In working with patients to address the belief that smoking cessation increases the risk of alcohol and drug relapse, we have found that sharing anecdotal evidence rather than citing research findings tends to be a more powerful motivator to reexamine such beliefs. Thus, learning more about the experiences of fellow smokers in treatment or recovery who have successfully quit smoking can be very helpful.

Group treatment settings that include both current and former smokers provide an invaluable opportunity for interactions that challenge the belief that smoking cessation is harmful to sobriety. In individual treatment settings, smokers might be directly encouraged to seek information from former smokers to “test” the hypothesis that smoking cessation increases the risk of relapse to alcohol and other drug use. This type of strategy, referred to as “collaborative empiricism” in cognitive therapy terms,  is preferable to confrontation or challenge as a means of promoting attitudinal change in that it tends to strengthen rather than strain the therapeutic alliance, which is critical to the effectiveness of any intervention.

 

Recognizing and building motivation to quit

 

“I got to thinking . . . what good is it if I stop drinking and still smoke? Nicotine is a drug, too, right? I figure that while I am in here I might as well try to stop smoking too. If I just do all the things that I do to not pick up a drink, the same things should work for cigarettes.”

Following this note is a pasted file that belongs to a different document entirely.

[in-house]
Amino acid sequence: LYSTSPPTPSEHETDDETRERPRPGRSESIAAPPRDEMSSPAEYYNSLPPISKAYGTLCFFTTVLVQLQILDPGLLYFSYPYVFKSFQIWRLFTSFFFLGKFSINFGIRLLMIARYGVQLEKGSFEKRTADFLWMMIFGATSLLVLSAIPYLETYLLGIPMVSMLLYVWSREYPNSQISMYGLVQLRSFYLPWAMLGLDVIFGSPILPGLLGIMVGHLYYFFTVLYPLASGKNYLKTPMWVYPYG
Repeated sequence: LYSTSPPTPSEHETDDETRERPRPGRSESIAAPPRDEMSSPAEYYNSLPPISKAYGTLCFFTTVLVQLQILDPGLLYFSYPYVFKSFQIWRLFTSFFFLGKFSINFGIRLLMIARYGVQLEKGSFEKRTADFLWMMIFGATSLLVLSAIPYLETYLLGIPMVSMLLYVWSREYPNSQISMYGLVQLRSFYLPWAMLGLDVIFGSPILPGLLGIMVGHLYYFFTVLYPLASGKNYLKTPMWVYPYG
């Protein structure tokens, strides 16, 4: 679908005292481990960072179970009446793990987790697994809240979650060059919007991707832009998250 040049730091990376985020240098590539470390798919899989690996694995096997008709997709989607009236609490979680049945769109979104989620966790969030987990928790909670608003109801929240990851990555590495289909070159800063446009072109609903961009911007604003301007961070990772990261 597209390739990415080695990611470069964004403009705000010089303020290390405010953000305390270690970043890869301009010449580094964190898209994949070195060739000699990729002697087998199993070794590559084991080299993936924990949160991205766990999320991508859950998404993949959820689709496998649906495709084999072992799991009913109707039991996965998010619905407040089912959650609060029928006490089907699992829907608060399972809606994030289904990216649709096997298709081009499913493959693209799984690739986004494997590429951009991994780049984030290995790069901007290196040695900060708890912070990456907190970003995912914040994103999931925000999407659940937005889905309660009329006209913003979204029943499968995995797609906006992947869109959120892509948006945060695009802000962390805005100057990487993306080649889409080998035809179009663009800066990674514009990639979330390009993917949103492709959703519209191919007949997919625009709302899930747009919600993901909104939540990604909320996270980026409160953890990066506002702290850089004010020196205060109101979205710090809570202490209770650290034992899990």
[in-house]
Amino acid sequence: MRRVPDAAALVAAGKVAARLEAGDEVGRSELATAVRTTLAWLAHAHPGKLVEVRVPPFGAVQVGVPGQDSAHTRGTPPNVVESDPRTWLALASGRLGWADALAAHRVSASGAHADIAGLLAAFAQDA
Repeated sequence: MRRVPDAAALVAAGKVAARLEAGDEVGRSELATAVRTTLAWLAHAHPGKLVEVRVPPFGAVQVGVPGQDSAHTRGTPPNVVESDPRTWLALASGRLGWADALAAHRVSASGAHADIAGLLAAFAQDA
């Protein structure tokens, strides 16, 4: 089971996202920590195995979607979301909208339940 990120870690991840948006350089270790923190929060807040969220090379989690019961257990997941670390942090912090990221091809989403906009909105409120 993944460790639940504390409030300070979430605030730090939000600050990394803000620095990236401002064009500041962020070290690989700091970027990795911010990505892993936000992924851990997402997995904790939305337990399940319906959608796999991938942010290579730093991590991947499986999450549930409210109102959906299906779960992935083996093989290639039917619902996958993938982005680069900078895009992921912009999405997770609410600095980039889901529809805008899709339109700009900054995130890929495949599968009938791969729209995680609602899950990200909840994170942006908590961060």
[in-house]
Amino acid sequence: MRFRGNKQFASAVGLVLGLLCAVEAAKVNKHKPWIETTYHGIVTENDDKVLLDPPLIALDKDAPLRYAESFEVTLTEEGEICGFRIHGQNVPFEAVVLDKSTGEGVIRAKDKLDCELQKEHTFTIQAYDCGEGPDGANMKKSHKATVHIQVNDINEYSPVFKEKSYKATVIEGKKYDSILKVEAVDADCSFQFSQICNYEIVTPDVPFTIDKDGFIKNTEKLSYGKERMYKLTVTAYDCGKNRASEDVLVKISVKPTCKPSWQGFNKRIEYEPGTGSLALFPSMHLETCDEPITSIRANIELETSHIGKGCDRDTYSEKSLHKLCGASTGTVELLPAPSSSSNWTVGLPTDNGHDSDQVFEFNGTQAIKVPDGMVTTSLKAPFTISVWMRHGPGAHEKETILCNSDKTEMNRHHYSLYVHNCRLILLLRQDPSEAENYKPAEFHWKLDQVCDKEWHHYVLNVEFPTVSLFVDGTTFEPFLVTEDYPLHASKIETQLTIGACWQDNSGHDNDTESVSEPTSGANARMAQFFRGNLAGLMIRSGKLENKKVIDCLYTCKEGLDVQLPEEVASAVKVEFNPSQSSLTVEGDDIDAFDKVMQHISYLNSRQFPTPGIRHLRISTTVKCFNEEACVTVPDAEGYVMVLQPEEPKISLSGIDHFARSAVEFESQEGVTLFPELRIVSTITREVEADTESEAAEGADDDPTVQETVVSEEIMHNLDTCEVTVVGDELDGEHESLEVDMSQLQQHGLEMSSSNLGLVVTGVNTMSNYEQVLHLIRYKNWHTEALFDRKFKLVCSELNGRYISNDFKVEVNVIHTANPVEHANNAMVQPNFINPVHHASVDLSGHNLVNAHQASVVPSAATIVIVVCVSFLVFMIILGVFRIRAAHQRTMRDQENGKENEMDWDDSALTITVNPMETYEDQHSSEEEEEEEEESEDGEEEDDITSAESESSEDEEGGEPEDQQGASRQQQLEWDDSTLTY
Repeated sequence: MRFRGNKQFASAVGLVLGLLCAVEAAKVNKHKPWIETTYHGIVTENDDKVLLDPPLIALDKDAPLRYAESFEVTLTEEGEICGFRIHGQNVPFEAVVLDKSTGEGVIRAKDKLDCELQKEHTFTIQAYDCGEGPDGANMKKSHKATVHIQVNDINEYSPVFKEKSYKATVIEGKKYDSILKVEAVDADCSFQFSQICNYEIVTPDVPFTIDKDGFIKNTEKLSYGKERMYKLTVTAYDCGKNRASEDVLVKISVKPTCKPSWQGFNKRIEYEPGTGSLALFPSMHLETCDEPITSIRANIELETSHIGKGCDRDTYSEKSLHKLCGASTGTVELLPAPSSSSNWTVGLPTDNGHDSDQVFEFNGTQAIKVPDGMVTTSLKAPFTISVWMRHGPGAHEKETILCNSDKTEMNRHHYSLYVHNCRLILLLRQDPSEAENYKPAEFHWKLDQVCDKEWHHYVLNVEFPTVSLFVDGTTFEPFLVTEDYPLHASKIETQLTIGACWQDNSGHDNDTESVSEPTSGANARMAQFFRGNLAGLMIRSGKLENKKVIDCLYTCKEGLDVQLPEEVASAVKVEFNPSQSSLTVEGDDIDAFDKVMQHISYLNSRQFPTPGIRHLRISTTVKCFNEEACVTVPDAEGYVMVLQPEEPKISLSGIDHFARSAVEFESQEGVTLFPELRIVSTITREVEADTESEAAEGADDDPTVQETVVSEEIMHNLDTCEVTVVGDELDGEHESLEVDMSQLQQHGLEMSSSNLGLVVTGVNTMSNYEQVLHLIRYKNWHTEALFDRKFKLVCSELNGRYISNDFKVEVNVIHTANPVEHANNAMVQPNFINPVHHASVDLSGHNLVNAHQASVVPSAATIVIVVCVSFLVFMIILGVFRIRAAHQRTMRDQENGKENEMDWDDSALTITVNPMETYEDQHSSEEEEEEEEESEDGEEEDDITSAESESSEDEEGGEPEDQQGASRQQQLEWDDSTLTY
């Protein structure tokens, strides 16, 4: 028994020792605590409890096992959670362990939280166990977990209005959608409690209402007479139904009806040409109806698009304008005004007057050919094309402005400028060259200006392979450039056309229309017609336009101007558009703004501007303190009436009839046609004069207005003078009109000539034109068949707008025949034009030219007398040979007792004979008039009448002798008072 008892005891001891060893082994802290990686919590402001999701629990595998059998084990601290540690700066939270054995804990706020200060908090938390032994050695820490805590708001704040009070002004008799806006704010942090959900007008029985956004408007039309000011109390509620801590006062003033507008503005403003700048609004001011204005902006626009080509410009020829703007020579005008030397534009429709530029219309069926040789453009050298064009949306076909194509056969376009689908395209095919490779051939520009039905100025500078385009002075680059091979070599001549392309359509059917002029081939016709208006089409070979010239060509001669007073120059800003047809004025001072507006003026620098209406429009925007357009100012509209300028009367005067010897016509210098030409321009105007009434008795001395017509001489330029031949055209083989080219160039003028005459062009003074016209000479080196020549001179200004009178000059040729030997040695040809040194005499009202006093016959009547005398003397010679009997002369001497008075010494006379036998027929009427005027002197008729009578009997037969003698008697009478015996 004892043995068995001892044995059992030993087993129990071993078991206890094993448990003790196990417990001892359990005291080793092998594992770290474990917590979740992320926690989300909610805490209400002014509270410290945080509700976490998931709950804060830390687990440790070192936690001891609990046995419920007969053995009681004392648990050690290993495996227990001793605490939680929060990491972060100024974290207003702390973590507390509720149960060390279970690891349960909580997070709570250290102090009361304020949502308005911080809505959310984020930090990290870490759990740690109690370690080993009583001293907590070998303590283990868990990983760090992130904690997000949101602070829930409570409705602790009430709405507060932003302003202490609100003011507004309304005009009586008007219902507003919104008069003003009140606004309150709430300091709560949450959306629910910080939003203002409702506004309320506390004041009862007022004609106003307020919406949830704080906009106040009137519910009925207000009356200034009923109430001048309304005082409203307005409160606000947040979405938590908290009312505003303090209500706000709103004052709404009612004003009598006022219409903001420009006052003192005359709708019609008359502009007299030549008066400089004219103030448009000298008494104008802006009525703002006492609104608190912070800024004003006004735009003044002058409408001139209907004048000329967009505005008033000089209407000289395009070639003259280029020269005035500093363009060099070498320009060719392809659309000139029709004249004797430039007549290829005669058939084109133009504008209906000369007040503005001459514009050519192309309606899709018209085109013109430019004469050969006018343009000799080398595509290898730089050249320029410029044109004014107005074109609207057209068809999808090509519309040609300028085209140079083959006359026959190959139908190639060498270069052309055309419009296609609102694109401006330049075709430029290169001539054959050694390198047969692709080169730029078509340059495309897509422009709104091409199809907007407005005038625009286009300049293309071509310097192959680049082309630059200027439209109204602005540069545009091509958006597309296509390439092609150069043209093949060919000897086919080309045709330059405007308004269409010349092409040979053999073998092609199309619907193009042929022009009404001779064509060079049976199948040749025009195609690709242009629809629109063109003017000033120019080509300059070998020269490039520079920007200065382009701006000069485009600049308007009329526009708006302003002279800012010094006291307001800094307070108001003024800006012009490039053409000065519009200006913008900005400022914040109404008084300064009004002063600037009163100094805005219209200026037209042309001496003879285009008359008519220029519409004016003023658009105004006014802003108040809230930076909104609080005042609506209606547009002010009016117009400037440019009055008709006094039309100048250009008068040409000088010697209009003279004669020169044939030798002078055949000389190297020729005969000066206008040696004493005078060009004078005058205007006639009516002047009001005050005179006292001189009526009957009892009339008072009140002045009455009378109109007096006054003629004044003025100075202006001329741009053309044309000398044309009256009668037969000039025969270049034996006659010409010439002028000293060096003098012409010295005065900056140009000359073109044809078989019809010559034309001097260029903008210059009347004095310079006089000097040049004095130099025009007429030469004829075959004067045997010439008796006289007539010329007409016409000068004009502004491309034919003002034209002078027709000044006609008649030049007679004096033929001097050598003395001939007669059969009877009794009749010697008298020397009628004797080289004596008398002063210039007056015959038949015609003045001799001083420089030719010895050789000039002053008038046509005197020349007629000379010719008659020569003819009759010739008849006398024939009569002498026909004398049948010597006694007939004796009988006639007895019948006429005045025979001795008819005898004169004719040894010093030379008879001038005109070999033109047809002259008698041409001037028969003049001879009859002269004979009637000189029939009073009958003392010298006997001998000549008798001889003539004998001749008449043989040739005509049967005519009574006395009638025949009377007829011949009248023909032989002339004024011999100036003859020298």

Another common myth that has impeded the widespread provision of smoking cessation interventions for individuals in substance abuse treatment is the characterization of substance abusers as intractable cigarette smokers who are largely uninterested in quitting. Much like the hypothesis that smoking cessation is harmful to sobriety, this theory has not held up to scientific scrutiny. Numerous studies have found that a significant proportion of substance abusers in treatment are interested in quitting and will take advantage of the opportunity to stop using all drugs of abuse simultaneously. In fact, we have often heard patients make spontaneous comparisons between tobacco and abuse of other drugs in terms of causes, consequences, and the process of quitting, which is consistent with the goals of integrative treatment for nicotine and other substance dependence.